“For you did not receive the spirit of bondage again to fear, but you received the Spirit of adoption by whom we cry out, ‘Abba, Father.'” (Rom. 8:15).
It’s a lot easier to write when I don’t envision my friends’ smirking faces as they read what I’ve written. In particular, I can see Heidi’s grin as she scans over these words. I see her face because it’s her voice I hear in my head right now. I’ve been playing back a conversation we had on Friday as we ate ice cream and sucked down several cups of coffee. “What are you so afraid of?” she asked me.
I had no answer then. I don’t have one now. What I do have is a heavy weight sitting right on my chest, squashing me, squeezing all the air out. Fear is that weight, but I don’t know what it is fear of exactly. Failure. Rejection. Pointlessness. All of the above. None of the above.
Fear is not a new companion. I have lived most of my life afraid of something. I remember the physical frozenness when I was in hospital chaplaincy training and how hard it was to make myself walk through that door. I have been so afraid of driving in weather. Fear has affected my friendships, my relationship with my husband, my job performance.
So when I started researching for today’s word, I started by doing a keyword search on bound. Nothing jumped. I switched to bind. Nope. I googled “spiritual bondage.” Getting closer. Then I pulled out my Theological Dictionary and was directed to the above scripture reference. It wasn’t until I read it a few times that one word jumped up and bit me on the nose. Again.
Chapter 7 of Romans is one of the Bible’s great wrestling matches. My other favorite is Jacob and the Angel. Anyway, in Romans 7, Paul is describing the internal wrestling match he has between doing the good he wants to do and the not-good that he ends up doing. Near the end of the match, Paul asks the question, “What a wretched man I am! Who will rescue me from this body of death?” The answer is Romans 8:1: Therefore, there is now no condemnation for those who are in Christ Jesus, because through Christ Jesus the law of the Spirit of life set me free from the law of sin and death. Paul wants us to know that God has not set us free to be put into slavery, or bondage AGAIN.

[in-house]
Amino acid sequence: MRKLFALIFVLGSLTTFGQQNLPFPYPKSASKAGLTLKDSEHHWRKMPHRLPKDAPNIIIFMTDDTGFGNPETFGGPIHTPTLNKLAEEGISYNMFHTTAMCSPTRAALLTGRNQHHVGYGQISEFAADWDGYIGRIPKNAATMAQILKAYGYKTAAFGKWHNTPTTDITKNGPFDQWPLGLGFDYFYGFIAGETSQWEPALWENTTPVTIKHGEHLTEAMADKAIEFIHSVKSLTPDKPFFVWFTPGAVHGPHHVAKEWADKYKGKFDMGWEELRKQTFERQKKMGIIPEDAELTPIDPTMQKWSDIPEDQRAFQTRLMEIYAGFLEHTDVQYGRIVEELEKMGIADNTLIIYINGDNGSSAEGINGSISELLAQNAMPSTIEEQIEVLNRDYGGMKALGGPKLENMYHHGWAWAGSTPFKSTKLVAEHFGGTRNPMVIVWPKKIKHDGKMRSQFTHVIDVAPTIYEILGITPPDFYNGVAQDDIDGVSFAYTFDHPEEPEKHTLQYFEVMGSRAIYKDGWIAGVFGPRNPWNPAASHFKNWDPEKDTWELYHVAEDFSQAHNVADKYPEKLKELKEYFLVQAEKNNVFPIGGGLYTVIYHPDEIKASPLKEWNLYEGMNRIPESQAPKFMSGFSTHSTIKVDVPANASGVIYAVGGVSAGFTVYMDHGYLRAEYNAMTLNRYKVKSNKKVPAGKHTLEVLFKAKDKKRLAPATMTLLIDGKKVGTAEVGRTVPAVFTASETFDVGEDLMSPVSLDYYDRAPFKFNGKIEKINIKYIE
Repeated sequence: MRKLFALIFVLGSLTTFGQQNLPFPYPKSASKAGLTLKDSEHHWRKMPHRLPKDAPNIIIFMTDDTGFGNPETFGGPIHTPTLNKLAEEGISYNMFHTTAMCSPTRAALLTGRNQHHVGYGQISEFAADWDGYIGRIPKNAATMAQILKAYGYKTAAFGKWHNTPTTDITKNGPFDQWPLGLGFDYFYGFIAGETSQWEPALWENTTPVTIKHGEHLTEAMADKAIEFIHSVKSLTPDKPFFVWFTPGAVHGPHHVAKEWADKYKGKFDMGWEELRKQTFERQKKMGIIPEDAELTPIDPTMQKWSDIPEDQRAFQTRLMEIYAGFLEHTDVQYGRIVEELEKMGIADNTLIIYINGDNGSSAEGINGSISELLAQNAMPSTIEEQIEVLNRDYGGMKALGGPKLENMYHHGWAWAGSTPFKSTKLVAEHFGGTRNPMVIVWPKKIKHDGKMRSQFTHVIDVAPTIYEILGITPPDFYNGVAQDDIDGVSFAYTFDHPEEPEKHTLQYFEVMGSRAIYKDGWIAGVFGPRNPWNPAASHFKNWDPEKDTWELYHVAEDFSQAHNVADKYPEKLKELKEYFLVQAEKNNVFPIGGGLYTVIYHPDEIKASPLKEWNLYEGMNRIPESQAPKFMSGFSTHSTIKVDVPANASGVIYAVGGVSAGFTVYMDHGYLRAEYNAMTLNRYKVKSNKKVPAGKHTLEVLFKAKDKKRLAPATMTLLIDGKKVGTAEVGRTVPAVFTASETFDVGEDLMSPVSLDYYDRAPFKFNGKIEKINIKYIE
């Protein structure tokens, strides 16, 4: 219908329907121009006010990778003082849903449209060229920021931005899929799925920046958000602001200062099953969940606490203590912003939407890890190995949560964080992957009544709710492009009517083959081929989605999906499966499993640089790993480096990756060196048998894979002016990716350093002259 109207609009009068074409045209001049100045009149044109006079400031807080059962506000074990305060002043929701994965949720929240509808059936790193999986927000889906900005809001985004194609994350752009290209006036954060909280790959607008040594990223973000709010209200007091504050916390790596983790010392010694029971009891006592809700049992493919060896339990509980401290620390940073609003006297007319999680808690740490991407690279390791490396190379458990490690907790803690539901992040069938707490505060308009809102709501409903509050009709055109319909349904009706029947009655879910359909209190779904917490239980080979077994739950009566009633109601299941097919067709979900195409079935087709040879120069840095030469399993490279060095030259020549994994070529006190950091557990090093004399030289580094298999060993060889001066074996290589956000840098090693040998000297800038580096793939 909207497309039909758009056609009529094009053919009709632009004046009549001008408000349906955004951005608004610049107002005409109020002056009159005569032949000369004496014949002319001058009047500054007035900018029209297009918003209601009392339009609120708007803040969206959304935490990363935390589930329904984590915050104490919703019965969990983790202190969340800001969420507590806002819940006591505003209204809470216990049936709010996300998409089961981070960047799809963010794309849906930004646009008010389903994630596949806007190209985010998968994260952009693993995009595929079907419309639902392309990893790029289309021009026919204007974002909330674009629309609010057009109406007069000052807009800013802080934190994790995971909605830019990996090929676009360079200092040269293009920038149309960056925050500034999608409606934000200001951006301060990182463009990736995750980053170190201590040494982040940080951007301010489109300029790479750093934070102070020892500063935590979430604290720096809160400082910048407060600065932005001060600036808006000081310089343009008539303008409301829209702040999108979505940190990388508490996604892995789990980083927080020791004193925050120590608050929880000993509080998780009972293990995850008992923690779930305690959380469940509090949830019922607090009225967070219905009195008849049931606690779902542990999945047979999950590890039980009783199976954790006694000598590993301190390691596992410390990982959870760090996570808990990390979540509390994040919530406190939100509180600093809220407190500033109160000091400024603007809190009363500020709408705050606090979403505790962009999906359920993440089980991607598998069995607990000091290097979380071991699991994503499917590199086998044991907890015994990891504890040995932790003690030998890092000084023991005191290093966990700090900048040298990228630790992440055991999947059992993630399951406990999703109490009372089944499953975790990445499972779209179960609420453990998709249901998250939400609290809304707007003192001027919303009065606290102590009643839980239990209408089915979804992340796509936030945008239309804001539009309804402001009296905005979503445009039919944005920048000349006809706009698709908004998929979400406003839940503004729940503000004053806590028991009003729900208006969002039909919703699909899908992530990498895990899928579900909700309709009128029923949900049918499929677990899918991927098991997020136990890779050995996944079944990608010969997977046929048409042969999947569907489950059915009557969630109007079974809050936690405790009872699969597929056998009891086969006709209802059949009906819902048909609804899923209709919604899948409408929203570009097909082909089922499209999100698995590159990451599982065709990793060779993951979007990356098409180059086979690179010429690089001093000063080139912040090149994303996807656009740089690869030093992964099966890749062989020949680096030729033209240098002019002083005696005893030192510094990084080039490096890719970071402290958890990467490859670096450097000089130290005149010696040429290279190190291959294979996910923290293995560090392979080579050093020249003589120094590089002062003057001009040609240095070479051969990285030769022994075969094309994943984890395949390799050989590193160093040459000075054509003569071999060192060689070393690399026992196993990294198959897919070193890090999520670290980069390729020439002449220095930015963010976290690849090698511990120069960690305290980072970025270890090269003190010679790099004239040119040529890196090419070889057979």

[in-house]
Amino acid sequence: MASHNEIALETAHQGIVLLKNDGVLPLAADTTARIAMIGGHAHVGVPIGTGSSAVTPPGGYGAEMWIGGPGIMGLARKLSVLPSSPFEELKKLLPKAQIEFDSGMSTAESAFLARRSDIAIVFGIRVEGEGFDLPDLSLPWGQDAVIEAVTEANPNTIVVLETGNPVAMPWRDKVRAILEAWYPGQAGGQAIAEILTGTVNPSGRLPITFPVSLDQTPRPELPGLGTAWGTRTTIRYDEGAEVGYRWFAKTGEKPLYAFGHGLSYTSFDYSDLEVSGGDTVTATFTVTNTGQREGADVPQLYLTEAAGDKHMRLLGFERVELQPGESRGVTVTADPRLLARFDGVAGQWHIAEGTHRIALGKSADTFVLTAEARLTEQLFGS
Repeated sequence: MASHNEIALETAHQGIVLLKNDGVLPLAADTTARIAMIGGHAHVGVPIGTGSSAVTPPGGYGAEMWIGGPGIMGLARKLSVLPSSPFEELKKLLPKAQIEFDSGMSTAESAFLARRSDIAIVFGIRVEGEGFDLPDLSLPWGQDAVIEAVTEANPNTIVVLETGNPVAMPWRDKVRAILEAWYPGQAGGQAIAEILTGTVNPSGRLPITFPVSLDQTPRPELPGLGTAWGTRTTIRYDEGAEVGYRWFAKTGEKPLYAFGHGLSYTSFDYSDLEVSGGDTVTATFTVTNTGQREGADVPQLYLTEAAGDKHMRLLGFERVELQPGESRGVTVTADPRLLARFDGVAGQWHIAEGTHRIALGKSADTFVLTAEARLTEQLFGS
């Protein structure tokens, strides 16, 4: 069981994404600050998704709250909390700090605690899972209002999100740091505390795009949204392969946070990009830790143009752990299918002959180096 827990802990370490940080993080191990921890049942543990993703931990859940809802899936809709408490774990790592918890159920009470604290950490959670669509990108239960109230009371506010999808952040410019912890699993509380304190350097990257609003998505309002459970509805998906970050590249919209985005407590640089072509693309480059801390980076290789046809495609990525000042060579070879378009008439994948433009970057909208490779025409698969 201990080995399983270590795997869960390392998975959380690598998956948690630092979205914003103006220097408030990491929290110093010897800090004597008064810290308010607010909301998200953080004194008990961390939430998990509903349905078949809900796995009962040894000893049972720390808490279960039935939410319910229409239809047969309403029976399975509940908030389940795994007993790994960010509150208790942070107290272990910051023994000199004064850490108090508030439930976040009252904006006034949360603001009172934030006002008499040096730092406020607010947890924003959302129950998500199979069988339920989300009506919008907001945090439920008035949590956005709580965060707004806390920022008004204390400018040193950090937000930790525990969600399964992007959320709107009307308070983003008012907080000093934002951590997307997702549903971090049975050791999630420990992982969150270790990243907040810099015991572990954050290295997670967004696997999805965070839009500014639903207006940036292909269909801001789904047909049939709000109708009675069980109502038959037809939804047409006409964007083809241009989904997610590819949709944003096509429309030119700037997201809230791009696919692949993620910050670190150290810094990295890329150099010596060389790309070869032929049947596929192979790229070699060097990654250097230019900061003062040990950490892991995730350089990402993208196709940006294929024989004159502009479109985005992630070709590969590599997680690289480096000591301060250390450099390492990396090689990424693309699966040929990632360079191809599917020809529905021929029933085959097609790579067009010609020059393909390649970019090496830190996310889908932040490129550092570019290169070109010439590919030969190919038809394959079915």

In Christ Jesus we are not just set free, but we are adopted into the closest of relationships. To call God Abba is to refer to him in a dependent and loving way as would a child and with the respect that an adult has for his or her parent. It is a relationship that is completely secure and that’s what releases us from the bondage of fear.
As we wade even deeper into Advent, let us marvel at the freedom that Jesus came to offer. Let’s take time to identify and surrender our fears to him. I mean seriously, aren’t you getting tired of the wrestling match?
1. Come, thou long expected Jesus,
born to set thy people free;
from our fears and sins release us,
let us find our rest in thee.
Israel’s strength and consolation,
hope of all the earth thou art;
dear desire of every nation,
joy of every longing heart.
2. Born thy people to deliver,
born a child and yet a King,
born to reign in us forever,
now thy gracious kingdom bring.
By thine own eternal spirit
rule in all our hearts alone;
by thine all sufficient merit,
raise us to thy glorious throne.